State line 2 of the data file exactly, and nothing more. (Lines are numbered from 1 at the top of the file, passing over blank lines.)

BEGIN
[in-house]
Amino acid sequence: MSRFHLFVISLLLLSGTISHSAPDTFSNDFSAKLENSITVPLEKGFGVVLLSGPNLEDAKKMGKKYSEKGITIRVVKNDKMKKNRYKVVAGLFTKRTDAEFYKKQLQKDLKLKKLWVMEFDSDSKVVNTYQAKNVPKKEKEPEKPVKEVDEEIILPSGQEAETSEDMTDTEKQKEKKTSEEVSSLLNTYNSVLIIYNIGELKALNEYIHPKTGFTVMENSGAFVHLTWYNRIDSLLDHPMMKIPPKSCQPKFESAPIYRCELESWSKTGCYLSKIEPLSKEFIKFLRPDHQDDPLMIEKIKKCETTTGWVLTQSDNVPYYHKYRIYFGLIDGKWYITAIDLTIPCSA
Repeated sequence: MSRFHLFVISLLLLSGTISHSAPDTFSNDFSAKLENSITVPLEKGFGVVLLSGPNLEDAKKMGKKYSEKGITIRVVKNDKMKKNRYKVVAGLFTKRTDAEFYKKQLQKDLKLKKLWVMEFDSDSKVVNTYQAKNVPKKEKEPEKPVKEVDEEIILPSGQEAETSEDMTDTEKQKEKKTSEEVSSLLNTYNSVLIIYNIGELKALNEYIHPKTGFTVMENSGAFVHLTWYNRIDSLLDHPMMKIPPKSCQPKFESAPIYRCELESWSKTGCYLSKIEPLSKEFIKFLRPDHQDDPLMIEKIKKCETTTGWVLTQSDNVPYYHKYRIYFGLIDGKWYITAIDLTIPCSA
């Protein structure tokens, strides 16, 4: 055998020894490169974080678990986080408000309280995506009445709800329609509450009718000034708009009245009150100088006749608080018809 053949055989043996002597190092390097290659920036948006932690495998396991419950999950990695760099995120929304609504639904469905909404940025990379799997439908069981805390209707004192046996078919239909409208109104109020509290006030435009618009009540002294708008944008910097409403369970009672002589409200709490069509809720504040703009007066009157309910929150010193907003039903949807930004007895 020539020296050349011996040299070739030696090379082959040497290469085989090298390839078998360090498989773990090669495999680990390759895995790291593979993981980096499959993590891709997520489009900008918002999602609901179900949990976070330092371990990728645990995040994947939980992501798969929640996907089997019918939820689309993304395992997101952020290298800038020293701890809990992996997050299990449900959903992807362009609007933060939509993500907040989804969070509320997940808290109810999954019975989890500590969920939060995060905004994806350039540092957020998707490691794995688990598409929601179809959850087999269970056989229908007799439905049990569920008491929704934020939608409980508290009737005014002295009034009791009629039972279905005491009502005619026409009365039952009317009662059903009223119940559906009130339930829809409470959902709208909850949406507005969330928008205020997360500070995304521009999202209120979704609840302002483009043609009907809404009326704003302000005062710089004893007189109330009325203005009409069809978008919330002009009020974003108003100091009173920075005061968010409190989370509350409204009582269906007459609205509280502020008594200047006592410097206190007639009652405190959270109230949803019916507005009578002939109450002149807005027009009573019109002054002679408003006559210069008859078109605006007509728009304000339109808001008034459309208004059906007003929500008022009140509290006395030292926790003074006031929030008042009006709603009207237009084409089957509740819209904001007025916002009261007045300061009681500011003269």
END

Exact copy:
Amino acid sequence: MSRFHLFVISLLLLSGTISHSAPDTFSNDFSAKLENSITVPLEKGFGVVLLSGPNLEDAKKMGKKYSEKGITIRVVKNDKMKKNRYKVVAGLFTKRTDAEFYKKQLQKDLKLKKLWVMEFDSDSKVVNTYQAKNVPKKEKEPEKPVKEVDEEIILPSGQEAETSEDMTDTEKQKEKKTSEEVSSLLNTYNSVLIIYNIGELKALNEYIHPKTGFTVMENSGAFVHLTWYNRIDSLLDHPMMKIPPKSCQPKFESAPIYRCELESWSKTGCYLSKIEPLSKEFIKFLRPDHQDDPLMIEKIKKCETTTGWVLTQSDNVPYYHKYRIYFGLIDGKWYITAIDLTIPCSA